Alberta Indigenous groups want to buy equity share in Trans Mountain pipeline

Indigenous groups in the Fort McMurray region have put governments on notice they want to buy an equity share in the controversial Trans Mountain pipeline.

Groups hand-delivered a letter to Alberta Premier Rachel Notley when she visited Fort McMurray on Thursday

Indigenous groups in the Fort McMurray region say they want to buy an equity share in the controversial Trans Mountain pipeline. (CBC)

Indigenous groups in the Fort McMurray region of Alberta have put governments on notice they want to buy an equity share in the controversial Trans Mountain pipeline.

While Premier Rachel Notley was in Fort McMurray doing a victory lap after the federal government agreed to buy the Trans Mountain pipeline, Indigenous leaders released a statement that they intended to buy an equity stake in the line. 

"You know, in order for us to be successful, we need to move the oil," Athabasca Chipewyan First Nation Chief Allan Adam said after the premier spoke. 

The Indigenous groups hand-delivered a letter to Notley during their scheduled meeting with the premier. 

Notley said interest from a variety of groups is to be expected in the pipeline and she doesn't doubt, in the spirit of reconciliation, the federal government will consider business proposals from Indigenous groups.

"I'm encouraged to see what we have always known to be the case, that many First Nations and Indigenous leaders across this country see our resources as being a source of income," Notley said.

Chiefs and heads of the Athabasca Tribal Council and the Athabasca River Métis Council pose after a meeting in April at Fort McMurray's Raddison Hotel, where they announced they are willing invest in pipelines. (David Thurton/CBC)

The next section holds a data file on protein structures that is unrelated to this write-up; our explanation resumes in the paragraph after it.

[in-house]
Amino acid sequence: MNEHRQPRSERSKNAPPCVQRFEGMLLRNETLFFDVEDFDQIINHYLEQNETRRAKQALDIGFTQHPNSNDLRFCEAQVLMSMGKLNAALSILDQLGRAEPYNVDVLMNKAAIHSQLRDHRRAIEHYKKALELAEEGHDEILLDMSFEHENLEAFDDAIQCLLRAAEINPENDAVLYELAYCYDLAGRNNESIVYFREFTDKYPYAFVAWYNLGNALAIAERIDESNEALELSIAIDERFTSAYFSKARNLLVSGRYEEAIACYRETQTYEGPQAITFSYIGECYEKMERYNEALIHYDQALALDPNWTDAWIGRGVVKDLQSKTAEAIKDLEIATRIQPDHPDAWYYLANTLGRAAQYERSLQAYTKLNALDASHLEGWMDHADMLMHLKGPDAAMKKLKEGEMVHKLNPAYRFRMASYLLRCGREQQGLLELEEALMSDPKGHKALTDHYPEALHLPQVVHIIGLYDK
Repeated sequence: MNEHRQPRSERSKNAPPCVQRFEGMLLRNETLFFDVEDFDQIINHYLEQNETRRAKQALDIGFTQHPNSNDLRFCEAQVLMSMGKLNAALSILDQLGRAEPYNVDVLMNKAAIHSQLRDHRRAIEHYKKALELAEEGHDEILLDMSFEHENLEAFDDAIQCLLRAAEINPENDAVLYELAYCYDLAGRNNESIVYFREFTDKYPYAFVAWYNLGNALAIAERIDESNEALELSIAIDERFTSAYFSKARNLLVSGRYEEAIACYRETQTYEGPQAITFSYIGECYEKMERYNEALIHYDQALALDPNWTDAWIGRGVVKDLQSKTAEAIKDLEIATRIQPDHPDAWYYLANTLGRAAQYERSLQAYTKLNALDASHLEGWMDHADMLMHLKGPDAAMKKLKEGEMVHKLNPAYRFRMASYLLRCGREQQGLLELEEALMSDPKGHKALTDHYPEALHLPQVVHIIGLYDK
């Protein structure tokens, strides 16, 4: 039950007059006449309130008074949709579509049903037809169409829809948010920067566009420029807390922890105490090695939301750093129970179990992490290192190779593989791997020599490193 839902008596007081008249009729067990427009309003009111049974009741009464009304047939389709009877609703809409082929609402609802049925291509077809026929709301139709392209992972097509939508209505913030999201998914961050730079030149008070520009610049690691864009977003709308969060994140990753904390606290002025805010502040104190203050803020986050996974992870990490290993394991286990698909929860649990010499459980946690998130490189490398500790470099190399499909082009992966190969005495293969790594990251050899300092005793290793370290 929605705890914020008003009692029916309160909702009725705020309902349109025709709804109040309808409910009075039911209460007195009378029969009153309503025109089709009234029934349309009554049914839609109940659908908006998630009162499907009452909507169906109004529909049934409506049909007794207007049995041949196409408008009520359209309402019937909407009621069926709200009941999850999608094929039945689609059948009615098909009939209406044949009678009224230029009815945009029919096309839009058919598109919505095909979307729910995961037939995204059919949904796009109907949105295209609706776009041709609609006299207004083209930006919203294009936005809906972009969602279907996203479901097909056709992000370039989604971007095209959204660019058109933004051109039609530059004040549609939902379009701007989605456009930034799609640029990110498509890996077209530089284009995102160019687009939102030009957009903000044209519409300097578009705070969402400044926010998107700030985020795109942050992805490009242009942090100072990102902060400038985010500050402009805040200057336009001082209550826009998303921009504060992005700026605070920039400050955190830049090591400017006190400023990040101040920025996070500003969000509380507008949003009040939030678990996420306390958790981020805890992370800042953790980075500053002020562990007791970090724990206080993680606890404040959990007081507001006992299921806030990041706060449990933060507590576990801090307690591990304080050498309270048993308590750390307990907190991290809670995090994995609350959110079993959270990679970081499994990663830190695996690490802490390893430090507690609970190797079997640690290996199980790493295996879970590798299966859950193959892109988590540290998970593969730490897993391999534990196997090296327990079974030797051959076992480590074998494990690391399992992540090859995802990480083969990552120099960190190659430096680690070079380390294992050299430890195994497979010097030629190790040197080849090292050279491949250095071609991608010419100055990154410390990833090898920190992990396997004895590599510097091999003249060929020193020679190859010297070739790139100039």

The Indigenous coalition also sent a letter to Finance Minister Bill Morneau after meeting with federal ministers Amarjeet Sohi and Ralph Goodale on Wednesday. 

Earlier this week, the federal government announced it will spend $4.5 billion to buy the Trans Mountain pipeline and related infrastructure, and it will also take on construction of the pipeline to the west coast.

The government has also said it is interested in finding a new buyer to operate the pipeline.

Indigenous groups in Alberta and B.C. and pension funds have expressed interest in purchasing the pipeline from the government.

'No bad pipelines,' just 'bad operators' 

The Alberta Indigenous groups represent five First Nations that form part of the Athabasca Tribal Council, and five that form part of the Athabasca River Métis.

All but the Fort McKay First Nation signed the letter, said Ron Quintal, president of the Athabasca River Métis.

The coalition said it wants to buy an equity share in the pipeline to help secure the economic future of their communities.

Many of the region's First Nations and Métis groups already own companies involved in the oilsands.

The Fort Mckay First Nation and the Mikisew Cree First Nation purchased a 49 per cent share in a Suncor tank farm in November.

The groups said they want a seat at the table to ensure the pipeline is built with the highest respect for the environment.

"There are no bad pipelines from our perspective," Quintal said. "There are bad operators. So from our perspective, it is not just about buying in to become fiscally sustainable. It's so we can be environmentally sustainable."

The leaders said they'll only buy into the pipeline after consultation with their members and their elders. 

Connect with David Thurton, CBC's Fort McMurray correspondent, on FacebookTwitterLinkedIn or email him at david.thurton@cbc.ca

About the Author

David Thurton

David Thurton is CBC's mobile journalist in Fort McMurray. He's worked for CBC in the Maritimes & in Canada's Arctic. Email: david.thurton@cbc.ca